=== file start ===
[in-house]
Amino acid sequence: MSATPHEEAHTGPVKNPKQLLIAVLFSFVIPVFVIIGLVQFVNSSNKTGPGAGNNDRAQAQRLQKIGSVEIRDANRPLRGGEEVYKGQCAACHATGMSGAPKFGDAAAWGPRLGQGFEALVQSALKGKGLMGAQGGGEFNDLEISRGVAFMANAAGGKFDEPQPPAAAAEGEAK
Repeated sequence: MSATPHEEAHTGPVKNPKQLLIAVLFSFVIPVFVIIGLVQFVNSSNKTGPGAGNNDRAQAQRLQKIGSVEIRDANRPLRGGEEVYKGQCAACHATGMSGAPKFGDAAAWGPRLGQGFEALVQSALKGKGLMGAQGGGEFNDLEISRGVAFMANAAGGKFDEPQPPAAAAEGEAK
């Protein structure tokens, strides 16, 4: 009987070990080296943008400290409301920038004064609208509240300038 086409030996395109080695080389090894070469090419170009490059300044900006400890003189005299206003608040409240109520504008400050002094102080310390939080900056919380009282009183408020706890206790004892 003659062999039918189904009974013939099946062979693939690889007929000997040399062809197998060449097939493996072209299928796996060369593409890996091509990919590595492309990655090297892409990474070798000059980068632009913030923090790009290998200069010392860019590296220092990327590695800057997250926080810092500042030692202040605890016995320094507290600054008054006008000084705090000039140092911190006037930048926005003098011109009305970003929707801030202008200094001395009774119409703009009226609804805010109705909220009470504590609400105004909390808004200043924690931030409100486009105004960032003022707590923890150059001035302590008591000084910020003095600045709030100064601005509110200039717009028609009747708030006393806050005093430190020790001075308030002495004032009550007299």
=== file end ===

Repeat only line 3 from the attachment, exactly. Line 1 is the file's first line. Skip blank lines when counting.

Repeated sequence: MSATPHEEAHTGPVKNPKQLLIAVLFSFVIPVFVIIGLVQFVNSSNKTGPGAGNNDRAQAQRLQKIGSVEIRDANRPLRGGEEVYKGQCAACHATGMSGAPKFGDAAAWGPRLGQGFEALVQSALKGKGLMGAQGGGEFNDLEISRGVAFMANAAGGKFDEPQPPAAAAEGEAK